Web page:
A mom's social calendar
One of the most rewarding things about #adulting is being able to look back on the stages of my life and acknowledge growth. I’m only about 18 months into my thirties, and wow it’s been the biggest change yet. Yeah, obviously, I became a mom. But it’s amazing how each stage of life offers perspective about the one before it. Today, I am reflecting on my social calendar and priorities.
We all know the things #newmoms rant about, like how glorious and seemingly unattainable a simple shower is, the sleep deprivation, and oh man - my husband’s useless nipples. But one thing I think I’m doing awesome at is maintaining some sense of individuality and doing things for myself. I’ve gone to concerts with girlfriends (no kids), birthday brunches (no kids!), and traveled for a four day work/social trip (no kids?). But making these things happen and choosing when to say yes (and when to say no), is where the biggest transformation lies.
When propositioned for a social outing, there are a series of subliminal checklist questions I work through:
What else is going on in my life this week? Was there a big deadline for work, therefore my focus with my family was limited? Do I have some other kind of engagement that week that puts an unfair balance of parenting on my spouse? When was the last time I stepped away from the daily grind, am I due for some mental health time?
What else is going on in my family’s life this week? Does this date conflict with potentially the only time for my husband, son and I to do something fun together? #familyfirst always, for me.
How tired am I? Did my son wake up 6 times last night, or only 1? This is real.
How excited am I about this proposition? Is it something I’m doing because I feel obligated to say yes to, or am I truly excited about spending time with this person, or doing that thing?
Seriously, the honesty with which I answer #4 these days is astounding. My time, my energy, and where I choose to spend those things are so precious compared to previous versions of myself. I am wayyyyyyyy more comfortable saying No to an invitation because, compared to prior stages in my life, I have so much less energy to give.
Contrasting this to previous stages of my life is entertaining. High school me was pretty predictable, but let’s be real. If I was being invited somewhere, it was unlikely I was saying no. College: Again, a say yes phase. It pushed me into a whole bunch of learning experiences. I’m glad for most of them, some I could have done without. Young professional: yes, yes, and yes. This was really where I went wrong. I established unfulfilling relationships and felt dread about commitments I made but didn’t want to keep. It’s probably where I became the most flaky version of myself, double booking social engagements and trying to satisfy everyone else while wishing I could stay home with a bottle of wine (hellllllo introvert).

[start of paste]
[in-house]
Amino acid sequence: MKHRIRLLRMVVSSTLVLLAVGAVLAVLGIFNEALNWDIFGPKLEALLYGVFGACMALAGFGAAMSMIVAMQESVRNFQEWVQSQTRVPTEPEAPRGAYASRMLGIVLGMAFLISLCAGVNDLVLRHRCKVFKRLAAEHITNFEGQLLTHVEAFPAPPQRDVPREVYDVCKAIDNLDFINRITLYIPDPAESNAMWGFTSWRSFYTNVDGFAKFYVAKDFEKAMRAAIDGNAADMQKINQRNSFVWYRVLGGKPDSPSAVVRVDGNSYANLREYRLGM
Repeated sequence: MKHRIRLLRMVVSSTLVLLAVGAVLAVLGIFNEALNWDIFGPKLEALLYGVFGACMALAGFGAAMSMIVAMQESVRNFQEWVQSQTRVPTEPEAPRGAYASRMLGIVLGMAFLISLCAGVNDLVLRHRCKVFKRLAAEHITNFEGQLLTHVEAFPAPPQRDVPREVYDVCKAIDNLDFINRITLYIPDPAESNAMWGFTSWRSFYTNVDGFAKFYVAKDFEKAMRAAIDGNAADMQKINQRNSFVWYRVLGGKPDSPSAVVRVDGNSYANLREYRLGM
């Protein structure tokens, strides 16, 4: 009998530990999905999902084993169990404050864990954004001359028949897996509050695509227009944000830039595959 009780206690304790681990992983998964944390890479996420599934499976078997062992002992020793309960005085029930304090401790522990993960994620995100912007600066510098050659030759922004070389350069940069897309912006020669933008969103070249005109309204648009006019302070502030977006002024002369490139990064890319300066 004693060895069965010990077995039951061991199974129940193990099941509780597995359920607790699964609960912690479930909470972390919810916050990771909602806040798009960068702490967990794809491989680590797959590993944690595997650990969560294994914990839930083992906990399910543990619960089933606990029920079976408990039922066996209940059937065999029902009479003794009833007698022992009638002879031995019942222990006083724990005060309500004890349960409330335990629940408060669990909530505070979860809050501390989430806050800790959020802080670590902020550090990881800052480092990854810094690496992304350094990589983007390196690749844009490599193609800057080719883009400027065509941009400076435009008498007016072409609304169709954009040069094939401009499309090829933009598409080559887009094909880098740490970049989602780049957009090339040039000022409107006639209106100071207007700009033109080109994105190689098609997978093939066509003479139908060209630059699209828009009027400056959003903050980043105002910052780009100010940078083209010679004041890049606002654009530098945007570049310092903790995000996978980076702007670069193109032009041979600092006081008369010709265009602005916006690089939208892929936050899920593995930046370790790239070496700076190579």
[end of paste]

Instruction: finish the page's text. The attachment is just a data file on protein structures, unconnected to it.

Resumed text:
Today? I say no without guilt. I let friendships slip, and distance grow. And you know what? That’s okay. Relationships, social engagements, etc. - all that requires energy, of which I don’t have much to give. I have to choose wisely. Those people who are worth my energy get this, they understand my perspectives. They know that if I say no to something, I’m saying no for me and not saying “no” because it has anything to do with them as a person. Moms get this more than anyone in my rolodex. It’s one of the coolest parts of this mom club.
I feel like the most freed version of myself because I have this built in drop out card: being a parent. People expect me to say no. People are more understanding if I say no. But even more than that, I feel so relieved to be able to say no. I don’t say yes for other people. And saying no doesn’t make me feel bad. But honestly, parent or not, I recommend this personal filter for your own social life. The key, I’ve found, is letting go of any negative feelings. Don’t let people make you feel bad (if they do, it’s okay if they start to slip away). Don’t say yes because you’re obligated to. Don’t feel bad if someone turns you down. Understand they’re choosing them, not making a statement about you as a person. They, too, have limited energies in life. We all have to preciously guard where we put our energy and how we share it.